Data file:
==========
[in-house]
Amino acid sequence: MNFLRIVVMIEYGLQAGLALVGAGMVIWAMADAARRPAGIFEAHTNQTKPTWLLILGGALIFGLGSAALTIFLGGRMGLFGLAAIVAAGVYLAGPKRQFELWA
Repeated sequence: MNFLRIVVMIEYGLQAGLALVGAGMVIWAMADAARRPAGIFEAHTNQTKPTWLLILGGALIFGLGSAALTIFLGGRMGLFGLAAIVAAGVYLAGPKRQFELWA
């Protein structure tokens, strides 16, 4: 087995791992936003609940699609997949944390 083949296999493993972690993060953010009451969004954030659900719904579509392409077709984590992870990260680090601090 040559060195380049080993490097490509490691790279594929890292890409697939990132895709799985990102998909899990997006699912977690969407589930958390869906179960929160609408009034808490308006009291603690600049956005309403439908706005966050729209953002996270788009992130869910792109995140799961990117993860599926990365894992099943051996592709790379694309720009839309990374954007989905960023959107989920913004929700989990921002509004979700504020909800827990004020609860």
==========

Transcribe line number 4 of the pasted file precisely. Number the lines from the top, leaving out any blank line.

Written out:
């Protein structure tokens, strides 16, 4: 087995791992936003609940699609997949944390 083949296999493993972690993060953010009451969004954030659900719904579509392409077709984590992870990260680090601090 040559060195380049080993490097490509490691790279594929890292890409697939990132895709799985990102998909899990997006699912977690969407589930958390869906179960929160609408009034808490308006009291603690600049956005309403439908706005966050729209953002996270788009992130869910792109995140799961990117993860599926990365894992099943051996592709790379694309720009839309990374954007989905960023959107989920913004929700989990921002509004979700504020909800827990004020609860």